Generation capacity at Morupule B power station will be doubled to 1,200MW by 2020 through Independent Power Producers (IPPs), turning the country into a net exporter of electricity.
The power plant currently has a capacity to produce 600MW, but has averagely produced about half of that since commissioning in 2012 due to boiler failures and tube leaks.
Addressing the Botswana Resource Sector Conference in Gaborone yesterday, Minerals, Energy and Water Resources Minister, Kitso Mokaila said two 300MW power plants (Units 5- 6 and 7 -8) will be added to Morupule B by 2020 through IPPs.
This will see up to 820MW of power being added into the national grid from both coal and solar powered plants by 2020 with 120MW expected from the refurbishment of Morupule A by end of next year.
A tender for a 100MW solar power station is also expected to be out soon, with the plant expected to be running by 2018.
“In four years time we see ourselves as not only self sufficient, but we hope to have extra capacity to be exporting into the region,” he said.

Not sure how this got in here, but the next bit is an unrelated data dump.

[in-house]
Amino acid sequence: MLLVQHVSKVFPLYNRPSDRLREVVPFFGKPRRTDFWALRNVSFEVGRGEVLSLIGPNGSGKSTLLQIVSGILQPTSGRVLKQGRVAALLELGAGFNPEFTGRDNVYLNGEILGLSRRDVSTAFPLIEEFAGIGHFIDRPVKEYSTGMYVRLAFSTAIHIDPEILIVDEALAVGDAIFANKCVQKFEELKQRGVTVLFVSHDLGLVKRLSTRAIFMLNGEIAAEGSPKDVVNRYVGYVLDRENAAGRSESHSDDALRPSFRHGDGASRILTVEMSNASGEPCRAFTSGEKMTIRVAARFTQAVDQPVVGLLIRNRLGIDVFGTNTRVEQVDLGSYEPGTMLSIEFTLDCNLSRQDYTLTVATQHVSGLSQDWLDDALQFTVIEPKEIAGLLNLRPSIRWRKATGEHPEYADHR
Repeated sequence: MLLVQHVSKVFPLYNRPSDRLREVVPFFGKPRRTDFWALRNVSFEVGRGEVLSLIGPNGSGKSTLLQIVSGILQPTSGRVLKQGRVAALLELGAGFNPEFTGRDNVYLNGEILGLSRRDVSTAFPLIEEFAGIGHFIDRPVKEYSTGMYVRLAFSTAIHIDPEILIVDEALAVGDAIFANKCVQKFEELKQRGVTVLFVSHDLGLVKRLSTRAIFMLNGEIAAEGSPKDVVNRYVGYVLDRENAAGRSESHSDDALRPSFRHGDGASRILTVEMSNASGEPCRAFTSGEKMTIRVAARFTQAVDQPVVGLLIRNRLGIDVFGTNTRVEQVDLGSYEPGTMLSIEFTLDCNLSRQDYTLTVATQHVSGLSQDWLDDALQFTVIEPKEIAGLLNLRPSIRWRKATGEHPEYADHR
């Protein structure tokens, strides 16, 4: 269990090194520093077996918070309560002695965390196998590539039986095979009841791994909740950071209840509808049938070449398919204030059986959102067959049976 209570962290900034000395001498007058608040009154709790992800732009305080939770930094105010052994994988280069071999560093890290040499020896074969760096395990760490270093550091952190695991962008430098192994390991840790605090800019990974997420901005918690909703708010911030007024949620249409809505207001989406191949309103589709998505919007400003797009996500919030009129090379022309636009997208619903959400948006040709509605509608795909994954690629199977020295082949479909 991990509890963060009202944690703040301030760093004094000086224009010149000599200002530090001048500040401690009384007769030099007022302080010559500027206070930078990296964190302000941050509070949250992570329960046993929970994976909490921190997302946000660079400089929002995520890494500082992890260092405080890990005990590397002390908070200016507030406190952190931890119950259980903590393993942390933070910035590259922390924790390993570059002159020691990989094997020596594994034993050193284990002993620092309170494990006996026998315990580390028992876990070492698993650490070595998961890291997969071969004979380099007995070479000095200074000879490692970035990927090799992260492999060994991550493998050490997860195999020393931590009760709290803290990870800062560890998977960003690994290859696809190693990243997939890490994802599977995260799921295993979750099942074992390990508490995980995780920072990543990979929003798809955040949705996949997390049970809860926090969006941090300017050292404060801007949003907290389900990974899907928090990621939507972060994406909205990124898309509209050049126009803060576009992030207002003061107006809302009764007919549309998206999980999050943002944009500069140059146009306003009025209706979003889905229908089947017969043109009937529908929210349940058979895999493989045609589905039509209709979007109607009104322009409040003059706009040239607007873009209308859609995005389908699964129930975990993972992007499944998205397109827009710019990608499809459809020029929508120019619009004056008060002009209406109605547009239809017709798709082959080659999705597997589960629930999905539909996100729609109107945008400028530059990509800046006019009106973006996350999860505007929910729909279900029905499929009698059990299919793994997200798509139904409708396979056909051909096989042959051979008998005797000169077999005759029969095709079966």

A tender for a 300MW power plant was earlier this year awarded to a joint venture between South Korea’s Posco and Japan’s Marubeni.
Botswana has also kick-started a process to directly appoint another South Korean JV between Daewoo and Kepco for another 300MW power plant. The 120MW is also being refurbished by another South Korean firm, Doosan. Apart from coal-fired projects, Mokaila said they will put out a 100MW solar power tender in the next two months.
“We are working with our South African IPP unit to get guidelines on putting out the solar power tender. The plan is to have it up and running by 2018,” he said.
Botswana’s current power demand stands at an average 600MW but the country’s sole power station, Morupule B is currently producing less than 300MW with the remainder coming from imports and diesel generators.
“We are also refurbishing Morupule B and negotiations to sell it and have it operate as an IPP have begun,” said Mokaila.
In a recent statement, the Botswana Power Corporation (BPC) said it had all hands of deck to ensure that all the units are restored at the earliest possible time to avoid any possible power supply interruptions during the current winter season. BPC said there are currently two units (Unit 2 and 4) in full operation delivering about 260MW. During winter, the power utility anticipates an increase in the national demand from the current 530MW to a projected 669MW.
The corporation projects an import supply of 190MW while 479MW will be produced locally for the peak period.